But the big story to come out of this game, again, is the continued resurgence of offseason acquisition James Neal as he scored in his third consecutive game and has already matched his goal output (seven) from the entire 2018-19 season. It has taken him just four games to do it.

His seven goals are also the most for any Oilers player through the first four games in franchise history.

After signing a huge contract with the Calgary Flames in free agency, Neal was a massive flop in his first year with the team scoring just seven goals in 63 games, quickly falling out of favor with the organization and the fanbase. Looking for a change — and some added toughness — the Flames dumped his contract on the Oilers in exchange for their biggest albatross contract (Milan Lucic). Given the construction of the two contracts it was a financial win for the Oilers, and it also had a great chance to be a win on the ice since Neal always seemed like the more likely player to have a bounce-back year.

So far, that gamble is paying off.

Neal has now scored in three consecutive games for the Oilers and is giving them exactly what they needed — a forward not named McDavid or Draisaitl that could put the puck in the back of the net on occasion.

Is he going to keep scoring at such a ridiculous pace all year? Of course not. But if he can at least get back to being a 25-30 goal player that is going to be a huge upgrade to the Oilers’ lineup. He has already been a major difference-maker in three of the team’s first four wins this season with two goals in a one-goal win against the Kings, four goals in a 5-2 win against the Islanders, and a goal in a shootout win on Thursday.

As for the Devils, Thursday’s defeat drops them to 0-2-2 on the season for what has to be a bitterly disappointing start after such a huge offseason.

MORE:
• Your 2019-20 NHL on NBC TV schedule

Adam Gretz is a writer for Pro Hockey Talk on NBC Sports. Drop him a line at phtblog@nbcsports.com or follow him on Twitter @AGretz.

Lucic gets in fierce fight on Neal’s big night; Doughty taunts Flames

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Upon learning about James Neal‘s four-goal game in Edmonton’s win on Tuesday, it was only natural to think of Milan Lucic, the player Neal was traded for this past summer.

Conveniently enough, Lucic’s Calgary Flames were in action as well on Tuesday. While Neal’s Oilers beat the Islanders 5-2, Lucic’s Flames fell 4-3 in overtime to the Los Angeles Kings.

James Neal after three games with Oilers: six goals, including four on Tuesday.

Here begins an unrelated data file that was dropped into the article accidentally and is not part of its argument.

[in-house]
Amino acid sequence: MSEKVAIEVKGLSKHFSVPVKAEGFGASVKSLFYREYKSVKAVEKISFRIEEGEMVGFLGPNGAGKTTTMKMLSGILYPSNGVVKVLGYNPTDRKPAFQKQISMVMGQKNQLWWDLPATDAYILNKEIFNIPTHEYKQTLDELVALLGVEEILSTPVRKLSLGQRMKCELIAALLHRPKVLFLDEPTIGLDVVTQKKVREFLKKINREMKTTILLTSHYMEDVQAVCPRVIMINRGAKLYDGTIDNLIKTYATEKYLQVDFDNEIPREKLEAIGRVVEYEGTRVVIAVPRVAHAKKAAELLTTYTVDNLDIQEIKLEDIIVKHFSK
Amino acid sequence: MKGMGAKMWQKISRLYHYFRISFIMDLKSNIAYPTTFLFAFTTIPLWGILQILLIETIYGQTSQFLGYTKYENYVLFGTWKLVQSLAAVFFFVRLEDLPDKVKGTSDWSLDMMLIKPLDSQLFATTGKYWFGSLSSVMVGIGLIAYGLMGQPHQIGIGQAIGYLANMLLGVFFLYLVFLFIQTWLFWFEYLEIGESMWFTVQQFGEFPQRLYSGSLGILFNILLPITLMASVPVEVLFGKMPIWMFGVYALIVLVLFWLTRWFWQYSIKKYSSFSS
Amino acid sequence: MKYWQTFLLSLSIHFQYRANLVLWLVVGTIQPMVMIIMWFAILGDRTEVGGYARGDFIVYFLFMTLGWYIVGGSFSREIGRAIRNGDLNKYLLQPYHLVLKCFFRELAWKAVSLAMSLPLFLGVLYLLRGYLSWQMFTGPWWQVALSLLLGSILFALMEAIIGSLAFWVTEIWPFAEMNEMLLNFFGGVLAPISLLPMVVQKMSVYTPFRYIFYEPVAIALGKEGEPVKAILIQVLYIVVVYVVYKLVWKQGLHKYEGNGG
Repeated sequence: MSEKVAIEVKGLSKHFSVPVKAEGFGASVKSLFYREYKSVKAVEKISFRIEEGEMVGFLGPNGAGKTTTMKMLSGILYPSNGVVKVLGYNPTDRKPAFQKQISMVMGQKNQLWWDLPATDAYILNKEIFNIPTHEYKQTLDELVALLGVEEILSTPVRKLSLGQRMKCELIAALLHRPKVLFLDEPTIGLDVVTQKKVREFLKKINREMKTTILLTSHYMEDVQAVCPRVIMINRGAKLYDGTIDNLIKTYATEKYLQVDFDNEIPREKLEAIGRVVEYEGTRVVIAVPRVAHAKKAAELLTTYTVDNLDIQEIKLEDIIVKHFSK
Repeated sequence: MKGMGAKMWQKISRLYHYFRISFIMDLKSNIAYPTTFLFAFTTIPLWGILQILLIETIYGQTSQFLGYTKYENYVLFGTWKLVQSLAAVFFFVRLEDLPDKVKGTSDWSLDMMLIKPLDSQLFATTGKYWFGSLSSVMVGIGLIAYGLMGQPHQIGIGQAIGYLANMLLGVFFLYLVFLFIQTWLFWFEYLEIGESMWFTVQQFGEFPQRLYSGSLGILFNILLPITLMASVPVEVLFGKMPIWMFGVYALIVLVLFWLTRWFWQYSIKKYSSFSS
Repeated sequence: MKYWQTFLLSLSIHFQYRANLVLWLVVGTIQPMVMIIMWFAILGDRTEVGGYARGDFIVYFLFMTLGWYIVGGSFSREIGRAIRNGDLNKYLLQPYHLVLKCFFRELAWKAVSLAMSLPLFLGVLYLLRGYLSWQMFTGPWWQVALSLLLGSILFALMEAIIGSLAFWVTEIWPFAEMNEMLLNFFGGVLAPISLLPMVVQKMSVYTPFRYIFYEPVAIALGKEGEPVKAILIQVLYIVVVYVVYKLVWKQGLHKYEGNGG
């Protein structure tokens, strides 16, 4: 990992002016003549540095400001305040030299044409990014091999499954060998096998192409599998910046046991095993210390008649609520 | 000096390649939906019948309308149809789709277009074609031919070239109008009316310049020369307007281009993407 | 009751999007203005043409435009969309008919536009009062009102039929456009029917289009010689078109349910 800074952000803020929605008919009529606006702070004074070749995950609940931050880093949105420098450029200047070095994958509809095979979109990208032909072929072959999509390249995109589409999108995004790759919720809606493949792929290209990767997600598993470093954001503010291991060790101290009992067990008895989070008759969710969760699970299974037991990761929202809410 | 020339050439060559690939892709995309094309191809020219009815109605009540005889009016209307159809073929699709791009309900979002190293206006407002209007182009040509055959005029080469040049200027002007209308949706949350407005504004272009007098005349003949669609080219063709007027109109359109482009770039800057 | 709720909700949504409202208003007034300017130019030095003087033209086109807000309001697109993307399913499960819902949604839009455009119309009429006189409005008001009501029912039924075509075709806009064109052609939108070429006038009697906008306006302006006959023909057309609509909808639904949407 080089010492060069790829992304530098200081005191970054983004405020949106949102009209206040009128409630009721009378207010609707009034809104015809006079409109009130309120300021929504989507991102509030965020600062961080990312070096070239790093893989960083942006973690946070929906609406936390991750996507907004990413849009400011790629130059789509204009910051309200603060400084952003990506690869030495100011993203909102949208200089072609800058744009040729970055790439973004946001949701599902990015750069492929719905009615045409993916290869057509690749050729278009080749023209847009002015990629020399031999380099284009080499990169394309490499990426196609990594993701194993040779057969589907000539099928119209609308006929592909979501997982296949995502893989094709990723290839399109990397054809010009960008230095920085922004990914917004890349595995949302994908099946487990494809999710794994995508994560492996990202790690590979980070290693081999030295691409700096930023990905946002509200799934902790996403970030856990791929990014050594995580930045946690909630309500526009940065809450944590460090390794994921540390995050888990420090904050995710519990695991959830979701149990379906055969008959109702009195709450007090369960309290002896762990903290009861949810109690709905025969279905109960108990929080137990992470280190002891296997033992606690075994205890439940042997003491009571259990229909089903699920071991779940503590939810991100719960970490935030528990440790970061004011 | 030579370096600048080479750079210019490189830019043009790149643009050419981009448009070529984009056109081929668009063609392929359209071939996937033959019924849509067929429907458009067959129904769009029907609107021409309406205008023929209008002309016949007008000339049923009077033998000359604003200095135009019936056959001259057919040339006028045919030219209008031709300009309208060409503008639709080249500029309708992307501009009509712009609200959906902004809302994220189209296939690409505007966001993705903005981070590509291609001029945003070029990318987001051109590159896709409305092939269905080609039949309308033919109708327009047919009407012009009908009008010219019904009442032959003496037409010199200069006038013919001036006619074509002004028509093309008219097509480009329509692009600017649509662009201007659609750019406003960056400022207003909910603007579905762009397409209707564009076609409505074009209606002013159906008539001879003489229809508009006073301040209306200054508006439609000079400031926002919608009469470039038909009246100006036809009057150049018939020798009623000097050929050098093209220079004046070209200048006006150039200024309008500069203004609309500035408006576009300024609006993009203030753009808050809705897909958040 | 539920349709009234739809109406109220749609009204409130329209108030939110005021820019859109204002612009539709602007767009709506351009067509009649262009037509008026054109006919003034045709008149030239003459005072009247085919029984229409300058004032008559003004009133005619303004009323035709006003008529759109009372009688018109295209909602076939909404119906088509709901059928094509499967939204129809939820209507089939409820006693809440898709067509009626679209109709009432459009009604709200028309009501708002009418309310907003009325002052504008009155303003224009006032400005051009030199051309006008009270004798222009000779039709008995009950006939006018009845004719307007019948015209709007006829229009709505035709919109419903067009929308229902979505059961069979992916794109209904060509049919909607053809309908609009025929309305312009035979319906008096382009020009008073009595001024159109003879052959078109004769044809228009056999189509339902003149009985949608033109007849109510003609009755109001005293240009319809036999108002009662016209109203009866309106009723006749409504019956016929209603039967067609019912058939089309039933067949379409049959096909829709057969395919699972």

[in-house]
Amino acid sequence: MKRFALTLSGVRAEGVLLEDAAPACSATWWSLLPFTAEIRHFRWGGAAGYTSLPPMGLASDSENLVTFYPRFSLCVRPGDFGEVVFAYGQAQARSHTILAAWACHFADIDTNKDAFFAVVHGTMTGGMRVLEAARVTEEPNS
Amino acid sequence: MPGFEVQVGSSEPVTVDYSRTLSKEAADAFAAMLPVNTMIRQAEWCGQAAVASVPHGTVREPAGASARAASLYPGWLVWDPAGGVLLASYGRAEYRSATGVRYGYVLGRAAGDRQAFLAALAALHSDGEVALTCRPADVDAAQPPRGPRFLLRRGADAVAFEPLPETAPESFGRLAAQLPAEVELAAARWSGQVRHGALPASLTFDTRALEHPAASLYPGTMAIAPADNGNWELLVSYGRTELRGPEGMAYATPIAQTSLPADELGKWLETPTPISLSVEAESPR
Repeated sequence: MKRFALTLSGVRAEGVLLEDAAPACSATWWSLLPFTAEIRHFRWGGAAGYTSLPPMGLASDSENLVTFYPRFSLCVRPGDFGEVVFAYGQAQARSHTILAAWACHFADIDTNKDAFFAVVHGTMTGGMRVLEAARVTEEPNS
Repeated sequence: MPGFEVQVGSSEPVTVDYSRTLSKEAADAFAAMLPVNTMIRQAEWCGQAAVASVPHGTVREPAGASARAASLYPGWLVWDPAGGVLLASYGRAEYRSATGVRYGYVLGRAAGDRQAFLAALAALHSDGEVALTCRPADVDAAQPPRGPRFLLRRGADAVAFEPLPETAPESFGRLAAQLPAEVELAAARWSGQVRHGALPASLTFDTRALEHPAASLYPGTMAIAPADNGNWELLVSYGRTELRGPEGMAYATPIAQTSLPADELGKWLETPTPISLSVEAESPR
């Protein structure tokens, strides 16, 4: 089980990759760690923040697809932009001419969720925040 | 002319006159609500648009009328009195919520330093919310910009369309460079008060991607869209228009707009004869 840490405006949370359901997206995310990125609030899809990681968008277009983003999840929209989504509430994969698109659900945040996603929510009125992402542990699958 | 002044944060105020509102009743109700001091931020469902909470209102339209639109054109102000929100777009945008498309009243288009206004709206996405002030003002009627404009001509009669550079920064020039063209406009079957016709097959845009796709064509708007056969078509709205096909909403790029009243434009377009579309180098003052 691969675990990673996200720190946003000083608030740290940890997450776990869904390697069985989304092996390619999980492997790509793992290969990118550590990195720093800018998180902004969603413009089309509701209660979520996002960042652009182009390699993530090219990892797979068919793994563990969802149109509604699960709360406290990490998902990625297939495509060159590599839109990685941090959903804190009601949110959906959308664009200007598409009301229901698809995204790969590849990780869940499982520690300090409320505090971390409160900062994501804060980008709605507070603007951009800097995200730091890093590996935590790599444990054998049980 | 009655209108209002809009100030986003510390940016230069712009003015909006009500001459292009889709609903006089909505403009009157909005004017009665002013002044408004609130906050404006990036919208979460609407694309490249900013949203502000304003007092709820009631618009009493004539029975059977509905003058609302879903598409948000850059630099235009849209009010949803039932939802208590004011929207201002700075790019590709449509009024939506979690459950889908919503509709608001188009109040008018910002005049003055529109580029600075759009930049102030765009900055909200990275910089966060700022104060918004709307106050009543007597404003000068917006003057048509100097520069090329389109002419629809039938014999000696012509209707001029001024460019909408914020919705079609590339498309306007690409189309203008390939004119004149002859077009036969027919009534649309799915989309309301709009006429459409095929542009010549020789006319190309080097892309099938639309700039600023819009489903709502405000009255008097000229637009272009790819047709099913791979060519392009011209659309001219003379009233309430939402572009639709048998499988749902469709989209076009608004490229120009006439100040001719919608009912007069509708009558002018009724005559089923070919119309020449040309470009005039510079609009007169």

Milan Lucic after three games with Flames: zero points, but plenty of violence.

Indeed, it seems like Lucic is embracing the idea of being the Flames’ big bad/enforcer. He already came into Tuesday’s game with 21 penalty minutes, and added five PIM thanks to quite the rumble with Kurtis MacDermid of the Kings, as you can see in the video above this post’s headline. Lucic also delivered six hits during his 13:07 TOI.

If you want to strain the limits of credulity, you could argue that Lucic’s fight “fired up” the Flames. After all, the Kings were up 3-0 when that fight happened, and Calgary stormed back to tie things up 3-3 and send the action to overtime.

But don’t kid yourself; the Flames squeezed a point out of another contentious Calgary – Los Angeles clash because of Matthew Tkachuk.

That actually brings us to the other storyline of that overtime squabble: the boiling blood feud between Tkachuk and Drew Doughty.

While the two get nasty at times, both on the ice and off of it, there have also been moments where you can argue that they’re mutual disgust is driving them to even higher levels than normal. Tkachuk was splendid during Tuesday’s game, scoring two goals and an assist while being a menace with seven hits.

I’m still not totally sure Tkachuk wasn’t guilty of a high-stick while he was securing the puck for that goal, but either way, it was a stupendous display of hand-eye coordination (and also an obnoxious display of mouthpiece-dangling, a Tkachuk trademark):

This time around, Doughty got the last laugh, however.

Along with generating two assists, Doughty scored the power-play game-winner in overtime, and then cupped his hand to his ear to the audience as if he were Hulk Hogan during one of his more heelish runs:

So, the Lucic – Neal feud (that neither explicitly asked for) feels a little one-sided so far, while the very personal Tkachuk – Doughty rivalry could go back and forth. At this rate, they might need a cage match to settle things.

MORE:
• Pro Hockey Talk’s Stanley Cup picks.
• Your 2019-20 NHL on NBC TV schedule

James O’Brien is a writer for Pro Hockey Talk on NBC Sports. Drop him a line at phtblog@nbcsports.com or follow him on Twitter @cyclelikesedins.

James Neal’s big night brings up unthinkable: Did Oilers win a trade?

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When the Edmonton Oilers landed James Neal in a fascinating, unlikely trade with the Calgary Flames involving Milan Lucic, many thought that Neal’s (once?)-deadly shot could be revived by Connor McDavid, a superstar who happens to make almost everyone look good.